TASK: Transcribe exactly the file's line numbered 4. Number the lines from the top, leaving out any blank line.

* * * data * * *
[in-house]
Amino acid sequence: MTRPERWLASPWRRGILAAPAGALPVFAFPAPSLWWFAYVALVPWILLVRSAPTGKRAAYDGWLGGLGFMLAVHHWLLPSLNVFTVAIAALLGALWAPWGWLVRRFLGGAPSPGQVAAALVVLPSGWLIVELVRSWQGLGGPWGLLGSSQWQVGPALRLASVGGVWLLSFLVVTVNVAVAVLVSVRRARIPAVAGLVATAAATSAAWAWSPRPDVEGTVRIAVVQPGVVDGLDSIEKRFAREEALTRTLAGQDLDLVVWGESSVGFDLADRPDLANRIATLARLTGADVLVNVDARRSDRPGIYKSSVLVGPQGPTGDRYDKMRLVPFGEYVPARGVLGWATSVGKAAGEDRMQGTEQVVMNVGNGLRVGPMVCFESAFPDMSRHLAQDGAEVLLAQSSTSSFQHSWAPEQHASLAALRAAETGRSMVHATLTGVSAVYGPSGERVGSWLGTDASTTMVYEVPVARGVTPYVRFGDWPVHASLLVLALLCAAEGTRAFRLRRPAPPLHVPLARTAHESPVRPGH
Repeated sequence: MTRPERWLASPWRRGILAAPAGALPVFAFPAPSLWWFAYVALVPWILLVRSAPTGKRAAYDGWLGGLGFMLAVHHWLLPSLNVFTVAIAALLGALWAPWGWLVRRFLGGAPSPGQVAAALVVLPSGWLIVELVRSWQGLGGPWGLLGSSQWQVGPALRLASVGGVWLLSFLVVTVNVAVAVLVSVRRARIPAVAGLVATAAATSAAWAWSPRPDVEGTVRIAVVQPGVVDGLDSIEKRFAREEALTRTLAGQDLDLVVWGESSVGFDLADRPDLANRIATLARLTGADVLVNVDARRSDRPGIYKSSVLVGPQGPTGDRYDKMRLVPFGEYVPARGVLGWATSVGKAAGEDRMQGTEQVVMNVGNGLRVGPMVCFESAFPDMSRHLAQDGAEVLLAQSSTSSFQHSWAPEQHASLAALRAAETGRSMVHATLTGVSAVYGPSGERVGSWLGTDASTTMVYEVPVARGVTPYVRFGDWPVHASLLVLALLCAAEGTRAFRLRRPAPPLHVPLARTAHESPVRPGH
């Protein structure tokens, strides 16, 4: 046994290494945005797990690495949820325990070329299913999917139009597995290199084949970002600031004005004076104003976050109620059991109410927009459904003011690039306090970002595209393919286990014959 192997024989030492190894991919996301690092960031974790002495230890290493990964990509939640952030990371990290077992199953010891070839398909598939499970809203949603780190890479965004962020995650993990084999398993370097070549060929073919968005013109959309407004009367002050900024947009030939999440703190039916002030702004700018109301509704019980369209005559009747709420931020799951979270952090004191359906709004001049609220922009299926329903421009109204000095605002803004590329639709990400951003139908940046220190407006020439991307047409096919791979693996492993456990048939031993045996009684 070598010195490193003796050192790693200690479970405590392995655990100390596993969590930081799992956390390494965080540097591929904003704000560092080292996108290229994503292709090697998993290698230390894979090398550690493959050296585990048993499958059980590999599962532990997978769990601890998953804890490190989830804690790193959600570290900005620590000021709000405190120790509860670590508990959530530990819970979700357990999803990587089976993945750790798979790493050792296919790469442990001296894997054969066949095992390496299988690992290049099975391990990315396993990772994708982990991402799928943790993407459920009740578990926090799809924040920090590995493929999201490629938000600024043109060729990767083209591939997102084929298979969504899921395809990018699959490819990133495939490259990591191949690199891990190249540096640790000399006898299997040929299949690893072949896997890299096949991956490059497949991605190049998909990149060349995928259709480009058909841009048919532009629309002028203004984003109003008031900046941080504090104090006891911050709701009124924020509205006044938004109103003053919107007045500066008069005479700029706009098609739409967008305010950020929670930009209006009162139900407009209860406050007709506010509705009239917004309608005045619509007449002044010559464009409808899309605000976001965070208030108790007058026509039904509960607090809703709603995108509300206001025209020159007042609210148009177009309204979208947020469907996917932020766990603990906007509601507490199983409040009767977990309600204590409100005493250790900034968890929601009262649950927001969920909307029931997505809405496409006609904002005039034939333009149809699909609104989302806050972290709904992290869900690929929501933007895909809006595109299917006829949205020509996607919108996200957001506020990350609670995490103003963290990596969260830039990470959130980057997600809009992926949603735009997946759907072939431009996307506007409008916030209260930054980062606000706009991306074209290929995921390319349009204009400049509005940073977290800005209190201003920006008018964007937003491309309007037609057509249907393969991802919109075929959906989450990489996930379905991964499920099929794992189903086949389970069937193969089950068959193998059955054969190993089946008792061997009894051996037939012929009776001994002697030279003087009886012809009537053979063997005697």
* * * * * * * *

């Protein structure tokens, strides 16, 4: 046994290494945005797990690495949820325990070329299913999917139009597995290199084949970002600031004005004076104003976050109620059991109410927009459904003011690039306090970002595209393919286990014959 192997024989030492190894991919996301690092960031974790002495230890290493990964990509939640952030990371990290077992199953010891070839398909598939499970809203949603780190890479965004962020995650993990084999398993370097070549060929073919968005013109959309407004009367002050900024947009030939999440703190039916002030702004700018109301509704019980369209005559009747709420931020799951979270952090004191359906709004001049609220922009299926329903421009109204000095605002803004590329639709990400951003139908940046220190407006020439991307047409096919791979693996492993456990048939031993045996009684 070598010195490193003796050192790693200690479970405590392995655990100390596993969590930081799992956390390494965080540097591929904003704000560092080292996108290229994503292709090697998993290698230390894979090398550690493959050296585990048993499958059980590999599962532990997978769990601890998953804890490190989830804690790193959600570290900005620590000021709000405190120790509860670590508990959530530990819970979700357990999803990587089976993945750790798979790493050792296919790469442990001296894997054969066949095992390496299988690992290049099975391990990315396993990772994708982990991402799928943790993407459920009740578990926090799809924040920090590995493929999201490629938000600024043109060729990767083209591939997102084929298979969504899921395809990018699959490819990133495939490259990591191949690199891990190249540096640790000399006898299997040929299949690893072949896997890299096949991956490059497949991605190049998909990149060349995928259709480009058909841009048919532009629309002028203004984003109003008031900046941080504090104090006891911050709701009124924020509205006044938004109103003053919107007045500066008069005479700029706009098609739409967008305010950020929670930009209006009162139900407009209860406050007709506010509705009239917004309608005045619509007449002044010559464009409808899309605000976001965070208030108790007058026509039904509960607090809703709603995108509300206001025209020159007042609210148009177009309204979208947020469907996917932020766990603990906007509601507490199983409040009767977990309600204590409100005493250790900034968890929601009262649950927001969920909307029931997505809405496409006609904002005039034939333009149809699909609104989302806050972290709904992290869900690929929501933007895909809006595109299917006829949205020509996607919108996200957001506020990350609670995490103003963290990596969260830039990470959130980057997600809009992926949603735009997946759907072939431009996307506007409008916030209260930054980062606000706009991306074209290929995921390319349009204009400049509005940073977290800005209190201003920006008018964007937003491309309007037609057509249907393969991802919109075929959906989450990489996930379905991964499920099929794992189903086949389970069937193969089950068959193998059955054969190993089946008792061997009894051996037939012929009776001994002697030279003087009886012809009537053979063997005697």